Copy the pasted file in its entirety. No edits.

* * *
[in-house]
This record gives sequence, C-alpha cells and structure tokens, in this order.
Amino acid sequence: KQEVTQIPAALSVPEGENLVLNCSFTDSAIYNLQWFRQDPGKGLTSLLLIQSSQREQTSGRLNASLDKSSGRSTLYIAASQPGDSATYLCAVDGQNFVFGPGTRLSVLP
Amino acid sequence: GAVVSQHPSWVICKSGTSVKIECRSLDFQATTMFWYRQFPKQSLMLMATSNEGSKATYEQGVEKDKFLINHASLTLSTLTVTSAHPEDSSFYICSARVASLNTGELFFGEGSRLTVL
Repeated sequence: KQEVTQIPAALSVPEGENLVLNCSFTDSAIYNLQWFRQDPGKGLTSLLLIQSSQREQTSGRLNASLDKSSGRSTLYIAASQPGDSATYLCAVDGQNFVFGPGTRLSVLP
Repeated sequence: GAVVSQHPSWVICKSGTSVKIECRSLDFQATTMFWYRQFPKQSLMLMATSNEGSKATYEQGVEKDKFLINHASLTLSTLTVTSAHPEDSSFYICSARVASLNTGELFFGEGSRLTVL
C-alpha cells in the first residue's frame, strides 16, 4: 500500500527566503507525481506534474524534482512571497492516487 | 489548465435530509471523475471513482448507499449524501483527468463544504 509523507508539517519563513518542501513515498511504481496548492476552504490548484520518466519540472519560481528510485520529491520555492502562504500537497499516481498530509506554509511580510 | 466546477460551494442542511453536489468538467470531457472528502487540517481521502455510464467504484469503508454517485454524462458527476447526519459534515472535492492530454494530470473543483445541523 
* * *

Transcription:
[in-house]
This record gives sequence, C-alpha cells and structure tokens, in this order.
Amino acid sequence: KQEVTQIPAALSVPEGENLVLNCSFTDSAIYNLQWFRQDPGKGLTSLLLIQSSQREQTSGRLNASLDKSSGRSTLYIAASQPGDSATYLCAVDGQNFVFGPGTRLSVLP
Amino acid sequence: GAVVSQHPSWVICKSGTSVKIECRSLDFQATTMFWYRQFPKQSLMLMATSNEGSKATYEQGVEKDKFLINHASLTLSTLTVTSAHPEDSSFYICSARVASLNTGELFFGEGSRLTVL
Repeated sequence: KQEVTQIPAALSVPEGENLVLNCSFTDSAIYNLQWFRQDPGKGLTSLLLIQSSQREQTSGRLNASLDKSSGRSTLYIAASQPGDSATYLCAVDGQNFVFGPGTRLSVLP
Repeated sequence: GAVVSQHPSWVICKSGTSVKIECRSLDFQATTMFWYRQFPKQSLMLMATSNEGSKATYEQGVEKDKFLINHASLTLSTLTVTSAHPEDSSFYICSARVASLNTGELFFGEGSRLTVL
C-alpha cells in the first residue's frame, strides 16, 4: 500500500527566503507525481506534474524534482512571497492516487 | 489548465435530509471523475471513482448507499449524501483527468463544504 509523507508539517519563513518542501513515498511504481496548492476552504490548484520518466519540472519560481528510485520529491520555492502562504500537497499516481498530509506554509511580510 | 466546477460551494442542511453536489468538467470531457472528502487540517481521502455510464467504484469503508454517485454524462458527476447526519459534515472535492492530454494530470473543483445541523 